Reader’s view: Goertz/Mahoney (2012): A Tale of Two Cultures

Under the rubric of “Reader’s view”, I will post short reviews of books, mostly from the field of social science methods. The first post deals with Goertz and Mahoney’s (GM) A Tale of Two Cultures (Goertz, Gary and James Mahoney (2012): A Tale of Two Cultures: Contrasting Qualitative and Quantitative Paradigms. Princeton: Princeton University Press.) The following review is part of a contribution to a review symposium on multiple methods books. The symposium is forthcoming in the newsletter of the APSA Section on Qualitative Methods and Multi-method Research.

        Two Cultures is an impressive extension of GM’s widely well-received Political Analysis article from 2006. The book extends the number of dimensions on which the quantitative and qualitative cultures are compared and discusses each dimension in much detail. It does not take much to argue that their book will leave a significant imprint on the field, and this rightly so because GM offer the first comprehensive and comparative discussion of quantitative and qualitative methods. However, I have a few concerns about GM’s message in Two Cultures and the meaning that readers might get from it. With regard to the latter point, one should understand that Two Cultures concerns the way in which GM perceive the common practice of qualitative and quantitative research. GM are clear about this, but it is worth emphasizing because the way qualitative and quantitative research can be done is much broader than the two allegedly existing cultures.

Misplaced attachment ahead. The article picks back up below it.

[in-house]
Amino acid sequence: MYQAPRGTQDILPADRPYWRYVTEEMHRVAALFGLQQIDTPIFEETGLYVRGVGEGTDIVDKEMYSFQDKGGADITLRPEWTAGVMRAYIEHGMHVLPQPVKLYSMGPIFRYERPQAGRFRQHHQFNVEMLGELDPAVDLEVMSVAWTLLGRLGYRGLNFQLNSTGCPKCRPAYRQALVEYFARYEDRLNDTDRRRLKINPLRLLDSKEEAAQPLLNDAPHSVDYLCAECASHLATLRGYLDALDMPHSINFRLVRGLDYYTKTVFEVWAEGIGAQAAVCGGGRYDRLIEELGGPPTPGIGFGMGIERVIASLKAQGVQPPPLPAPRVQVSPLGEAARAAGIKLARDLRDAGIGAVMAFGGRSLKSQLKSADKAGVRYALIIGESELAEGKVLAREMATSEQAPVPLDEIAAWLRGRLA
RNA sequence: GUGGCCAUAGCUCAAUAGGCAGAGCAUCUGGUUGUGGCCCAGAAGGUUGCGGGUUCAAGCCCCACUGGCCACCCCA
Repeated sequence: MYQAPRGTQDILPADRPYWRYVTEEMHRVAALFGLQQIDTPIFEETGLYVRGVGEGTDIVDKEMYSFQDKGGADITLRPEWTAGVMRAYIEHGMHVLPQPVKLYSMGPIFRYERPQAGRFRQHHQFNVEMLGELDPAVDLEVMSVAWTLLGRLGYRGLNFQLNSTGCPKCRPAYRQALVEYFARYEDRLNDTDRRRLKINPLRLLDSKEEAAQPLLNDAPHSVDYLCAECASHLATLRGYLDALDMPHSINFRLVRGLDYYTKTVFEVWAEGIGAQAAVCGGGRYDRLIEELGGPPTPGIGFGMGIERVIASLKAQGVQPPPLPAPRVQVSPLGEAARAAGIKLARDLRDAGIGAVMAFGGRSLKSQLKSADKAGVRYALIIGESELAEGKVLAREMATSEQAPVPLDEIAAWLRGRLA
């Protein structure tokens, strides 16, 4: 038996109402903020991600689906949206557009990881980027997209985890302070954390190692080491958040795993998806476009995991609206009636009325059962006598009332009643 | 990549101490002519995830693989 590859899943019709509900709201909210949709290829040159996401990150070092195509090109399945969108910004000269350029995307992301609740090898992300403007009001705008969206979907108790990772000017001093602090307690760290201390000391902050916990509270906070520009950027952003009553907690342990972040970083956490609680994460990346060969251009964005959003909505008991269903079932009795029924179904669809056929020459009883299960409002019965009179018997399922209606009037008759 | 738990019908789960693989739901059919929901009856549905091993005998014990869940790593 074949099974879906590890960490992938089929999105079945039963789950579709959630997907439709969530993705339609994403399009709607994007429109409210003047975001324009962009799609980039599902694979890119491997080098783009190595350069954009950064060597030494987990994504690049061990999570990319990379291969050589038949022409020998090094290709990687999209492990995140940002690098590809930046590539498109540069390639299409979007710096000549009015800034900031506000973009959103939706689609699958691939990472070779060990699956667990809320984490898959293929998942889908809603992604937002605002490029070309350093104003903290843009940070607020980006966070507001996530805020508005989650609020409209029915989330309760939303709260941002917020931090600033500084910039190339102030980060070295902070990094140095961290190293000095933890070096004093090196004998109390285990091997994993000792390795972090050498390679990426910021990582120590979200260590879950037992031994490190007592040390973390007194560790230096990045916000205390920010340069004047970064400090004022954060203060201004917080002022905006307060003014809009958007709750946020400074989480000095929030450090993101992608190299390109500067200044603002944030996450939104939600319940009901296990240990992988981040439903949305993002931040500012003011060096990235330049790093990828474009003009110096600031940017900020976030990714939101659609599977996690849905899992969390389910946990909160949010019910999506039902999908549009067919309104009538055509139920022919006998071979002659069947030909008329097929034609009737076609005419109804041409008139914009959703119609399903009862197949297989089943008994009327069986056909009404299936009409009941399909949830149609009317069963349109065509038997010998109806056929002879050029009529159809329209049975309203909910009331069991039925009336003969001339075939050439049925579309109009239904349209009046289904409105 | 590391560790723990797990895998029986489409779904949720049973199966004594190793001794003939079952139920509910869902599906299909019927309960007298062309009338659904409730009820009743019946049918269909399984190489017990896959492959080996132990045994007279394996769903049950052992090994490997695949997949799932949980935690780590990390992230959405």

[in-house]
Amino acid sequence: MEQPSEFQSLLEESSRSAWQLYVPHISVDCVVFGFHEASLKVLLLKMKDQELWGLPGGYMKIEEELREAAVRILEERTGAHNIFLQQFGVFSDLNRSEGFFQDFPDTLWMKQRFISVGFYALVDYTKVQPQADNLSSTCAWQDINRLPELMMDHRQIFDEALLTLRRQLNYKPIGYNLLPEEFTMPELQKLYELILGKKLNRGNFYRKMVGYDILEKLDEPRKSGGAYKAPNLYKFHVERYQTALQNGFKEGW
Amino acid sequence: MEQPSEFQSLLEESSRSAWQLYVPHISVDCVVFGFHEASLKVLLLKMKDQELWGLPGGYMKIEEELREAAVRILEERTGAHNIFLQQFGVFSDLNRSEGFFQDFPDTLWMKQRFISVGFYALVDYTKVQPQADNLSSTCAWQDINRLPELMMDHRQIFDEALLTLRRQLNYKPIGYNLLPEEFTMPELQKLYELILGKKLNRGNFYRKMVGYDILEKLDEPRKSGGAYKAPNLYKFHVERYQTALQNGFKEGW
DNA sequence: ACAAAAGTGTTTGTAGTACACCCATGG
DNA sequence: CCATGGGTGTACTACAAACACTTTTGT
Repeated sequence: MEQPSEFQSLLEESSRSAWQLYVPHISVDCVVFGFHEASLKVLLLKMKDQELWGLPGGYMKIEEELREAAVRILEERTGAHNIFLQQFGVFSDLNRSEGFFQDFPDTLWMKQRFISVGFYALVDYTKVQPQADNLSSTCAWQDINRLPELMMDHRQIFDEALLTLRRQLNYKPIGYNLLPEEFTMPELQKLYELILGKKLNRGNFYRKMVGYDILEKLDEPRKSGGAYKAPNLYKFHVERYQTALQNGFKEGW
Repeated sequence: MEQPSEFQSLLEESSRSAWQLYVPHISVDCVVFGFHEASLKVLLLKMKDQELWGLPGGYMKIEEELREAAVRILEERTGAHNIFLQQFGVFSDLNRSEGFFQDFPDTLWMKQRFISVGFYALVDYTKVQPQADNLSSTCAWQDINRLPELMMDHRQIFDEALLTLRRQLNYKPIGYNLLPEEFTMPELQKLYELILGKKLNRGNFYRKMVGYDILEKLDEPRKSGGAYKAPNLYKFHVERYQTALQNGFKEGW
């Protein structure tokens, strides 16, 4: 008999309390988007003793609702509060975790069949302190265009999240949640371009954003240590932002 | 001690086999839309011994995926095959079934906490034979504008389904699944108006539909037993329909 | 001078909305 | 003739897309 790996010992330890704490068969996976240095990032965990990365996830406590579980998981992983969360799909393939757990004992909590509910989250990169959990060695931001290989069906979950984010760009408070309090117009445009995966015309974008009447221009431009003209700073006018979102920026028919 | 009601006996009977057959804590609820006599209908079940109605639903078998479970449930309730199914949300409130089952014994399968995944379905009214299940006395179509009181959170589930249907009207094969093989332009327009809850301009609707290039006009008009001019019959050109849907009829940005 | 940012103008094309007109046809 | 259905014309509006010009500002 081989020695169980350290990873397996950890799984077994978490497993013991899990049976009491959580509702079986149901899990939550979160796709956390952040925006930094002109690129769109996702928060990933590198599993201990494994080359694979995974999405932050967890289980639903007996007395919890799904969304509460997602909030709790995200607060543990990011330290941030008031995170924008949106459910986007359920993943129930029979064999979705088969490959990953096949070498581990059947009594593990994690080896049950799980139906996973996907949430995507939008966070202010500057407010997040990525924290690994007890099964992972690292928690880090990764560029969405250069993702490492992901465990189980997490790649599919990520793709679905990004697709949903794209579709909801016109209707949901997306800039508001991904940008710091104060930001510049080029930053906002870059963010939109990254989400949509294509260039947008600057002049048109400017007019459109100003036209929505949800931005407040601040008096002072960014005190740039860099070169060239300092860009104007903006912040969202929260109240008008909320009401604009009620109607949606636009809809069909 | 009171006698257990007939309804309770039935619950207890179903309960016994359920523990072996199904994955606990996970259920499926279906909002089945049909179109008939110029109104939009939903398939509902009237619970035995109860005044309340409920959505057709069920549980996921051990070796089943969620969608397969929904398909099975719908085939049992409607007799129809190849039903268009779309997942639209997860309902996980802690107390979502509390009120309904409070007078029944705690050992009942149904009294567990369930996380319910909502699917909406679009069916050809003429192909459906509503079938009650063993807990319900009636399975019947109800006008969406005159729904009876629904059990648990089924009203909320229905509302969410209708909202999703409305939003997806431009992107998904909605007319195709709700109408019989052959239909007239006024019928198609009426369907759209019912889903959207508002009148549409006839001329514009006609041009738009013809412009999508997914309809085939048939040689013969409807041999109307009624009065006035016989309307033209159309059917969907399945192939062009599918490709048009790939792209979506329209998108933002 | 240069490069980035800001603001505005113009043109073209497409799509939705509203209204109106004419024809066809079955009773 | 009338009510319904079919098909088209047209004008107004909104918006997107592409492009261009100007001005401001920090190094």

In order to understand why I say “allegedly existing cultures,” I have to elaborate my preferred view of Two Cultures: it is a descriptive empirical study of how social science methods are practiced. GM distinguish multiple dimensions on which one can describe an empirical study such as the breadth of concepts (thin vs. thick), the nature of utilized evidence and so on. They then develop the overarching hypothesis that all these dimensions load on a single qualitative-quantitative dimension, i.e., one dimension suffices to sort how social science methods are practiced. Given the diversity of ways in which quantitative and qualitative research can be practiced, this is an interesting and strong hypothesis. Unfortunately, Two Cultures stops at the formulation of the hypothesis and confines itself to the presentation of illustrative evidence. Although Two Cultures offers many insightful arguments and presents illuminating examples, the claim that a single dimension characterizes the field of social science methods remains untested. In terms of our knowledge about the landscape of social science methods, at the end of Two Cultures, we are more or less at the point where we started.